The Influence of the Passions (Luke 18, 18-27)

The Influence of the Passions (Luke 18, 18-27)

0

Metropolitan Ioïl (Frangkakos) of Edessa, Pella, and Almopia

 

‘When he heard this, he became sad’
The nobleman who approached Christ wasn’t a person of bad intentions. On the contrary, he was well-disposed, a strict observer of the commandments of the Law and, indeed, the sort of person who was concerned about his salvation. He wanted to gain Christ’s approval, which is why he addresses Him in flattering terms right at the beginning. ‘Good teacher, what shall I do to inherit eternal life?’* Indeed, Saint Mark, in his Gospel (10, 17), notes that the man went so far as to kneel before Christ before asking his question.

The good points about the young man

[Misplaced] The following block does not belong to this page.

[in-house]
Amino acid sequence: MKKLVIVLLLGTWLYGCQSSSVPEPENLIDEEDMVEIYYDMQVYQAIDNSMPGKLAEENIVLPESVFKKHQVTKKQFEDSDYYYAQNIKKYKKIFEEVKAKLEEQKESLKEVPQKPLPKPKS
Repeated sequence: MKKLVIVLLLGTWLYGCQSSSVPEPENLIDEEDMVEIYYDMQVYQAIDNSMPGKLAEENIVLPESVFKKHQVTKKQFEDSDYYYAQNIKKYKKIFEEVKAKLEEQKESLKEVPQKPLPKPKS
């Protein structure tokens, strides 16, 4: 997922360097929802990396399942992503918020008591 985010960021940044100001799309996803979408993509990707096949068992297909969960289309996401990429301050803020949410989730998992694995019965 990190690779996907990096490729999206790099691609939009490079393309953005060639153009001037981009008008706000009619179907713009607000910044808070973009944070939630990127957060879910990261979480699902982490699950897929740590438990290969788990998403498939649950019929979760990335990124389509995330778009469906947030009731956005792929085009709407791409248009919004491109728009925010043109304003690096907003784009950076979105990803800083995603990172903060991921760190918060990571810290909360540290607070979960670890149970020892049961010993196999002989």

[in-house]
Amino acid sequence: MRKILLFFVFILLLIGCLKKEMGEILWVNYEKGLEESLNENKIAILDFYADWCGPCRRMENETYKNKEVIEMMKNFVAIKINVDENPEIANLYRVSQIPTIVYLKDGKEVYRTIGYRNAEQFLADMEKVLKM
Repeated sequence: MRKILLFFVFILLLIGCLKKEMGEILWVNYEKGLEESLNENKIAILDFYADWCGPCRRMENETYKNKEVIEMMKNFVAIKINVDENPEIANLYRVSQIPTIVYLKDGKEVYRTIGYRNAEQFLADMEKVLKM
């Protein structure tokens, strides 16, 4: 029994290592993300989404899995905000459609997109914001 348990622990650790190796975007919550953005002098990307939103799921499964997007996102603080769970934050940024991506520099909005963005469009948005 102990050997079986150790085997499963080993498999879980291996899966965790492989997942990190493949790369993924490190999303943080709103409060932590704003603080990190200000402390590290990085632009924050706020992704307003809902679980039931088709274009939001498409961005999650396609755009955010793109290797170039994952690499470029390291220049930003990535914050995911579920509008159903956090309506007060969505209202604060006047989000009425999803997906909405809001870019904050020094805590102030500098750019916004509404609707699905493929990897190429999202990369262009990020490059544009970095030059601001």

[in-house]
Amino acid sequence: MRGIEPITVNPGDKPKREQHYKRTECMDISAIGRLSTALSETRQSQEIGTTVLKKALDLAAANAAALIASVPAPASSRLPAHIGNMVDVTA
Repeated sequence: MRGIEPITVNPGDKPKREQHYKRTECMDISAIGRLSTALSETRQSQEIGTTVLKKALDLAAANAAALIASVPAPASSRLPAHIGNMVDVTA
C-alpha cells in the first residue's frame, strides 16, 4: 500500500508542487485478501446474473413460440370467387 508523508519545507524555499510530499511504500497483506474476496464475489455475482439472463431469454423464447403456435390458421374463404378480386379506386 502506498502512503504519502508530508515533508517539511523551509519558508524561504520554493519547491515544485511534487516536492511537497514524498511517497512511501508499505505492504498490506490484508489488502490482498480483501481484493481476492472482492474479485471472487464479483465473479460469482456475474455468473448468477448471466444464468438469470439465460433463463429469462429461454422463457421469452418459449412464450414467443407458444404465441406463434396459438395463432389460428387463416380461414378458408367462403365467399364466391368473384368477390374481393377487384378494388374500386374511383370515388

In the first place, he’d observed God’s commandments from an early age. Of course, most of the commandments he’d kept were negative in nature, i.e. he hadn’t committed adultery, he hadn’t killed, he hadn’t stolen and so on. It makes an impression that, even though he’s still a young man, he claims to have overcome the passions of the flesh, which was no mean achievement. We can safely say that he had the fear of God. He wasn’t insensitive spiritually. Moreover, his question: ‘What do I still lack?’ (Matth. 19, 20) is an indication of his concern over his salvation. Saint John Chrysostom comments on this point that the question ‘was a sign of his powerful desire’. This awareness that he was probably lacking something somewhere, together with his desire to become better, make him a likeable figure. The Lord looked at him and loved him (Mark 10, 21). The Lord loved him because He saw that all the gifts the young man possessed were real, not false. The young man really had defeated his flesh, had defeated his ego, had overcome his foibles and his various youthful passions.